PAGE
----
1. Analyzing Darwinian evolution with Wilsonís criteria reveals evolutionís strength as a scientific theory. While evolution is not repeatable in the same way that a simple laboratory experiment might be, it is repeatable in that many independent methods of inquiry all point to the same conclusion. For example, we can watch finch beaks on Daphne Major evolve according to food availability, observe antibiotic resistant tuberculosis become more and more common, look at patterns in the fossil record, and examine homologous structures in living organisms. All these methods of gaining evidence reinforce and support the theory of evolution.1 Darwinian evolution fulfills the requirement for economy as well; its central ideas can be summarized in a few sentences. Other ideas about the origins of biological diversity are not nearly so concise, since they must go out of their way to explain contrary evidence. Recently, several famous research projects have measured evolution taking place, for example David Reznickís study of guppies in Trinidad or Rosemary and Peter Grantís observations of finches in the Galapagos. Evolution has certainly inspired further discovery, in fields as diverse as biology and philosophy. Wilson also writes that a theory is more likely to survive if it is consistent with other theories. Evolution is consistent with our knowledge of genetics (species with closer evolutionary relationships share more DNA sequences), with geologyís principle of uniformitarianism, and even with basic principles such as cause and effect. (Adaptations are not in fact examples of an organismís future needs dictating its design. Instead, they are reflections of the organismís ancestorsí past needs, and therefore they obey the laws of cause and effect just like everything else.)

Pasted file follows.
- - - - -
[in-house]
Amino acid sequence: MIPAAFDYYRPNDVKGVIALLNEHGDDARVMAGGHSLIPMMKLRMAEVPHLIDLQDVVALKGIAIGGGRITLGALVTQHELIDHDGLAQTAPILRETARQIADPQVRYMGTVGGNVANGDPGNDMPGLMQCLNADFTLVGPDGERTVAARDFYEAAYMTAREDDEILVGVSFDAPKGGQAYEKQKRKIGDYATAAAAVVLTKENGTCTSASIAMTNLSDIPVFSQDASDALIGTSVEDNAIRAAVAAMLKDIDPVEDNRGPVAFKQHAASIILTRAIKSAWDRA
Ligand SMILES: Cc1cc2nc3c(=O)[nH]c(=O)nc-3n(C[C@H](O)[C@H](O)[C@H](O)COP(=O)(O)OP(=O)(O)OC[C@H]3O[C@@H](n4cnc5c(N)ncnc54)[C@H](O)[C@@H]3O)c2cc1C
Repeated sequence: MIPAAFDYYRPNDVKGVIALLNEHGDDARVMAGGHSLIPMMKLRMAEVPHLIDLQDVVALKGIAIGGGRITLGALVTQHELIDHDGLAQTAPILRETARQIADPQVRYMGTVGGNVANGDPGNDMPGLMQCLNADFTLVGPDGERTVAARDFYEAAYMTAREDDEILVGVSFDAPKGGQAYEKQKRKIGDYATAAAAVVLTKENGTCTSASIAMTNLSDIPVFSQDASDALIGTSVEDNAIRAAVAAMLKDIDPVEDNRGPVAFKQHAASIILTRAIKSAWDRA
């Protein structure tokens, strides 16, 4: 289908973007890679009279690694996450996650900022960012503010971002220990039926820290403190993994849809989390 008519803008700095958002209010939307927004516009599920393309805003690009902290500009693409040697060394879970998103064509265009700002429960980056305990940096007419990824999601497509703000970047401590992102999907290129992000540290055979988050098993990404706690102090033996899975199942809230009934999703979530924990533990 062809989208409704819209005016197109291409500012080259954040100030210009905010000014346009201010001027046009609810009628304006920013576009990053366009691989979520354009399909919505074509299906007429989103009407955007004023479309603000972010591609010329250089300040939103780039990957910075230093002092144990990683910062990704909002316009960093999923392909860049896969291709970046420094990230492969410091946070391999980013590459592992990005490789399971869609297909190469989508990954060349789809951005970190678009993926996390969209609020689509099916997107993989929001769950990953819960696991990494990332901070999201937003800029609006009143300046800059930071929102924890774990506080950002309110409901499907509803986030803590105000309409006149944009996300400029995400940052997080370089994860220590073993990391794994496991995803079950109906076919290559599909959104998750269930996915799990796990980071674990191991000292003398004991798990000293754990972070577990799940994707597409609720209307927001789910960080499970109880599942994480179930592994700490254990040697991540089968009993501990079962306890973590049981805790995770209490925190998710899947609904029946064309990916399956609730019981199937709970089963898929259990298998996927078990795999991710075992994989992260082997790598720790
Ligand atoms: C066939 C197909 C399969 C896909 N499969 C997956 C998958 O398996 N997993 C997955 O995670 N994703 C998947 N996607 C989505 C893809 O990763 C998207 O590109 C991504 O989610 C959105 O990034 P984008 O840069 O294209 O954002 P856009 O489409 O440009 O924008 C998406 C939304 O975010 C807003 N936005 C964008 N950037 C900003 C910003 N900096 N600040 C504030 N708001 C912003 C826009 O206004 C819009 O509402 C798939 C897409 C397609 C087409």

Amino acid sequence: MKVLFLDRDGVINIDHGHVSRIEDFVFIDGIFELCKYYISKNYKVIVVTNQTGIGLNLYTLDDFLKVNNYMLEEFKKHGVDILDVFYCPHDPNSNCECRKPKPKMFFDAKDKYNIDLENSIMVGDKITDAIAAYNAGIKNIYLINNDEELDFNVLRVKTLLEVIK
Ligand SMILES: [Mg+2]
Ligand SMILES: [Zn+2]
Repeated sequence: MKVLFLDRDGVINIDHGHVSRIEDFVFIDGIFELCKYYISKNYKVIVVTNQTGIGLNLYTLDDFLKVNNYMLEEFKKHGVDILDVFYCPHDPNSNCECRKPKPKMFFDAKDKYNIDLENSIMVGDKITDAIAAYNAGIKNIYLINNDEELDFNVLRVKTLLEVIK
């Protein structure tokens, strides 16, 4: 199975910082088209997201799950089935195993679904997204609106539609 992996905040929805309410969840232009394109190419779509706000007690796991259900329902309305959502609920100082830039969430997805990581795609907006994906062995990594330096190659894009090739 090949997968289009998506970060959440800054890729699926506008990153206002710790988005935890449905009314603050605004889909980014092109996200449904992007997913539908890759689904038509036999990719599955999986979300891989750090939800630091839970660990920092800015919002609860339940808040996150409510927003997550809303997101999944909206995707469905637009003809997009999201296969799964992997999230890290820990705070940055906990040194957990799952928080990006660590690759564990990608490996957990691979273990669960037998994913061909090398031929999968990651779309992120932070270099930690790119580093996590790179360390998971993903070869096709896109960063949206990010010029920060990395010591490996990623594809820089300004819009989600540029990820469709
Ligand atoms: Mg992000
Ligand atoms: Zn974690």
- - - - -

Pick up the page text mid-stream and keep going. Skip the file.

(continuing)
2. Reductionism encompasses two ideas that are central to science. First, it suggests that in order to understand a complex phenomenon, we must begin by understanding its simpler components. The methods of science work best when they are used to investigate one thing at a time; scientists would not get far if they started by trying to understand everything at once. The second idea of reductionism is consilience, or the consolidation of minor laws and theories into ever larger and more general principles that unify disparate fields of knowledge.
3. ††††††† Actually, I think that understanding underlying physical phenomena makes the world more beautiful. What is more human than to question why, and what satisfaction is greater than to find a bit of the answer? There is a certain primitive wonder that is lost when sunsets are no longer painted by magic, but in the end, the elegance that science reveals is far more awe-inspiring than the murky randomness of an uninvestigated world.
Artists must understand anatomy before they can paint humans accurately. Similarly, I think it is impossible to comprehend the beauty of the world fully without understanding something of its underlying structure. Knowledge of atomic absorption and emission does not make the sunsetís colors any less vivid; science adds a framework of knowledge but takes away none of the original beauty. For me, knowing a little bit about the why also makes me pay more attention. And once I pay attention, I see beauty in things I never would have given a second thought to before: the angular acceleration of an opening door, the beat frequencies when the flute section is out of tune, the surface tension of water.
††††††††††† Even so, I think I am also familiar with the negative quality to which these critics are reacting. While there is very little that is threatening about understanding the science of a sunset, once one has accepted science, one cannot pick and choose where to apply it. People who argue that science strips the world of its beauty are not really afraid of losing sunsets; they are afraid of losing cherished beliefs about their own minds and places in the universe.2 Again, I would say that facing this fear ultimately allows one to comprehend the universeís beauty more clearly. But it takes a certain mindset in order to make this choice.
1. And with enough imagination, a scientist can posit predictions like, ďIf we ever find situation abc to occur in the biosphere, then Darwinian evolution predicts that it should be accompanied with xyz.Ē
2. This is a good point: statements with which we disagree may not really lead to fruitful arguments, but instead act as informative guideposts to the mindsets of those with which we disagree.